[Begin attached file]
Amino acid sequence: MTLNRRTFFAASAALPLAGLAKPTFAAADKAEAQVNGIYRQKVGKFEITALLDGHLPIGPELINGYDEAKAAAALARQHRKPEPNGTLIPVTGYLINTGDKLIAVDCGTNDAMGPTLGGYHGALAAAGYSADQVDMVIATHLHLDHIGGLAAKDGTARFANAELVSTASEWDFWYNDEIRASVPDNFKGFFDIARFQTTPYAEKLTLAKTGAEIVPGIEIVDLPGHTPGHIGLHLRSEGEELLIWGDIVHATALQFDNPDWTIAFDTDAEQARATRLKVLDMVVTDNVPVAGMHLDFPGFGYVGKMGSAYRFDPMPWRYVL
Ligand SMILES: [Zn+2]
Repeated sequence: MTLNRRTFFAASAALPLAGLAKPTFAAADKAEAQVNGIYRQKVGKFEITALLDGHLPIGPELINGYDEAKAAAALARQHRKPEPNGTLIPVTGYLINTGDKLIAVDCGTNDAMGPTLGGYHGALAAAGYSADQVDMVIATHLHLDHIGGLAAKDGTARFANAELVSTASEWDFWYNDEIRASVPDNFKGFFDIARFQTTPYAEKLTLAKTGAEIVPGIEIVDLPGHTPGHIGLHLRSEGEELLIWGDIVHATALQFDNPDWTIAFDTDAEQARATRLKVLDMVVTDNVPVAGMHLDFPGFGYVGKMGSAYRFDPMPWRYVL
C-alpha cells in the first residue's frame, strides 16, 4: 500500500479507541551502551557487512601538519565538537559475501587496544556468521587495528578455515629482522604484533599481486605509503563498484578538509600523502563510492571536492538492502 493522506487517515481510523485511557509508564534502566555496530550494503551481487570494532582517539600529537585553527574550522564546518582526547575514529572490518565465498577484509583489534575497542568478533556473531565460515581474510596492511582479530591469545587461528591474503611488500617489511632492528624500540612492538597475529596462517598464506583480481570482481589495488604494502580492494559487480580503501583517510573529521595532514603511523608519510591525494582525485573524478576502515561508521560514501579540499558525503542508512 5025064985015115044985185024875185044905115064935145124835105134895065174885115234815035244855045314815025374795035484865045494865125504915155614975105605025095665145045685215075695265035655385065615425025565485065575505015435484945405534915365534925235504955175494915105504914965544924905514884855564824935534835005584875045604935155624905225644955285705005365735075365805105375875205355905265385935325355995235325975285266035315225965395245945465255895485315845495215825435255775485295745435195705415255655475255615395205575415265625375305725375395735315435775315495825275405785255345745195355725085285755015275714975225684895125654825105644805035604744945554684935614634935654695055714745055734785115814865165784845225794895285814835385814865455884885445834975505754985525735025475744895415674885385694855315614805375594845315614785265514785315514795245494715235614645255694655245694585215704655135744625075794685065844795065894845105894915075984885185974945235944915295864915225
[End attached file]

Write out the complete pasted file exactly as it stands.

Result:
Amino acid sequence: MTLNRRTFFAASAALPLAGLAKPTFAAADKAEAQVNGIYRQKVGKFEITALLDGHLPIGPELINGYDEAKAAAALARQHRKPEPNGTLIPVTGYLINTGDKLIAVDCGTNDAMGPTLGGYHGALAAAGYSADQVDMVIATHLHLDHIGGLAAKDGTARFANAELVSTASEWDFWYNDEIRASVPDNFKGFFDIARFQTTPYAEKLTLAKTGAEIVPGIEIVDLPGHTPGHIGLHLRSEGEELLIWGDIVHATALQFDNPDWTIAFDTDAEQARATRLKVLDMVVTDNVPVAGMHLDFPGFGYVGKMGSAYRFDPMPWRYVL
Ligand SMILES: [Zn+2]
Repeated sequence: MTLNRRTFFAASAALPLAGLAKPTFAAADKAEAQVNGIYRQKVGKFEITALLDGHLPIGPELINGYDEAKAAAALARQHRKPEPNGTLIPVTGYLINTGDKLIAVDCGTNDAMGPTLGGYHGALAAAGYSADQVDMVIATHLHLDHIGGLAAKDGTARFANAELVSTASEWDFWYNDEIRASVPDNFKGFFDIARFQTTPYAEKLTLAKTGAEIVPGIEIVDLPGHTPGHIGLHLRSEGEELLIWGDIVHATALQFDNPDWTIAFDTDAEQARATRLKVLDMVVTDNVPVAGMHLDFPGFGYVGKMGSAYRFDPMPWRYVL
C-alpha cells in the first residue's frame, strides 16, 4: 500500500479507541551502551557487512601538519565538537559475501587496544556468521587495528578455515629482522604484533599481486605509503563498484578538509600523502563510492571536492538492502 493522506487517515481510523485511557509508564534502566555496530550494503551481487570494532582517539600529537585553527574550522564546518582526547575514529572490518565465498577484509583489534575497542568478533556473531565460515581474510596492511582479530591469545587461528591474503611488500617489511632492528624500540612492538597475529596462517598464506583480481570482481589495488604494502580492494559487480580503501583517510573529521595532514603511523608519510591525494582525485573524478576502515561508521560514501579540499558525503542508512 5025064985015115044985185024875185044905115064935145124835105134895065174885115234815035244855045314815025374795035484865045494865125504915155614975105605025095665145045685215075695265035655385065615425025565485065575505015435484945405534915365534925235504955175494915105504914965544924905514884855564824935534835005584875045604935155624905225644955285705005365735075365805105375875205355905265385935325355995235325975285266035315225965395245945465255895485315845495215825435255775485295745435195705415255655475255615395205575415265625375305725375395735315435775315495825275405785255345745195355725085285755015275714975225684895125654825105644805035604744945554684935614634935654695055714745055734785115814865165784845225794895285814835385814865455884885445834975505754985525735025475744895415674885385694855315614805375594845315614785265514785315514795245494715235614645255694655245694585215704655135744625075794685065844795065894845105894915075984885185974945235944915295864915225